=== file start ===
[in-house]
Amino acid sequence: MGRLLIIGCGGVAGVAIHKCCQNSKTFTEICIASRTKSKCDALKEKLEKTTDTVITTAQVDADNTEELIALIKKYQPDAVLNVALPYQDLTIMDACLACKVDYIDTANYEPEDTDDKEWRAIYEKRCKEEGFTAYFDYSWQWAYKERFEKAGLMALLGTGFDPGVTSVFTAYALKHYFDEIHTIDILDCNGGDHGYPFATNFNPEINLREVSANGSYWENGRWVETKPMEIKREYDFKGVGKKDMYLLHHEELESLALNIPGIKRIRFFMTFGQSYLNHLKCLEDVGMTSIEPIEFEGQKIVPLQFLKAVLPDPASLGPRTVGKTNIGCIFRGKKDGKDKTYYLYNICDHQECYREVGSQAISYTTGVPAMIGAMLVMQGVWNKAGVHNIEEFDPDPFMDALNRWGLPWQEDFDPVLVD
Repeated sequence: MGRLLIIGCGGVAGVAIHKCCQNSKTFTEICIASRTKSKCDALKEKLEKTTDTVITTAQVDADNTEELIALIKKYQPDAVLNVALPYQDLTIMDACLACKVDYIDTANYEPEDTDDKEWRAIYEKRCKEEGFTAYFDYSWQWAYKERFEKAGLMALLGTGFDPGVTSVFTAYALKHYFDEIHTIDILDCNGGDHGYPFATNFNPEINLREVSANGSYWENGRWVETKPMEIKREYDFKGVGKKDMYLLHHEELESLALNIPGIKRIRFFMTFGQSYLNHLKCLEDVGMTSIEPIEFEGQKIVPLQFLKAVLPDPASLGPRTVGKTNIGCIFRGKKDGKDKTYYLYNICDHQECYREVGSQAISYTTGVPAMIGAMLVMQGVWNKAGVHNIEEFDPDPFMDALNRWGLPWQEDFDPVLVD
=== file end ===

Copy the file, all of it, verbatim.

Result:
[in-house]
Amino acid sequence: MGRLLIIGCGGVAGVAIHKCCQNSKTFTEICIASRTKSKCDALKEKLEKTTDTVITTAQVDADNTEELIALIKKYQPDAVLNVALPYQDLTIMDACLACKVDYIDTANYEPEDTDDKEWRAIYEKRCKEEGFTAYFDYSWQWAYKERFEKAGLMALLGTGFDPGVTSVFTAYALKHYFDEIHTIDILDCNGGDHGYPFATNFNPEINLREVSANGSYWENGRWVETKPMEIKREYDFKGVGKKDMYLLHHEELESLALNIPGIKRIRFFMTFGQSYLNHLKCLEDVGMTSIEPIEFEGQKIVPLQFLKAVLPDPASLGPRTVGKTNIGCIFRGKKDGKDKTYYLYNICDHQECYREVGSQAISYTTGVPAMIGAMLVMQGVWNKAGVHNIEEFDPDPFMDALNRWGLPWQEDFDPVLVD
Repeated sequence: MGRLLIIGCGGVAGVAIHKCCQNSKTFTEICIASRTKSKCDALKEKLEKTTDTVITTAQVDADNTEELIALIKKYQPDAVLNVALPYQDLTIMDACLACKVDYIDTANYEPEDTDDKEWRAIYEKRCKEEGFTAYFDYSWQWAYKERFEKAGLMALLGTGFDPGVTSVFTAYALKHYFDEIHTIDILDCNGGDHGYPFATNFNPEINLREVSANGSYWENGRWVETKPMEIKREYDFKGVGKKDMYLLHHEELESLALNIPGIKRIRFFMTFGQSYLNHLKCLEDVGMTSIEPIEFEGQKIVPLQFLKAVLPDPASLGPRTVGKTNIGCIFRGKKDGKDKTYYLYNICDHQECYREVGSQAISYTTGVPAMIGAMLVMQGVWNKAGVHNIEEFDPDPFMDALNRWGLPWQEDFDPVLVD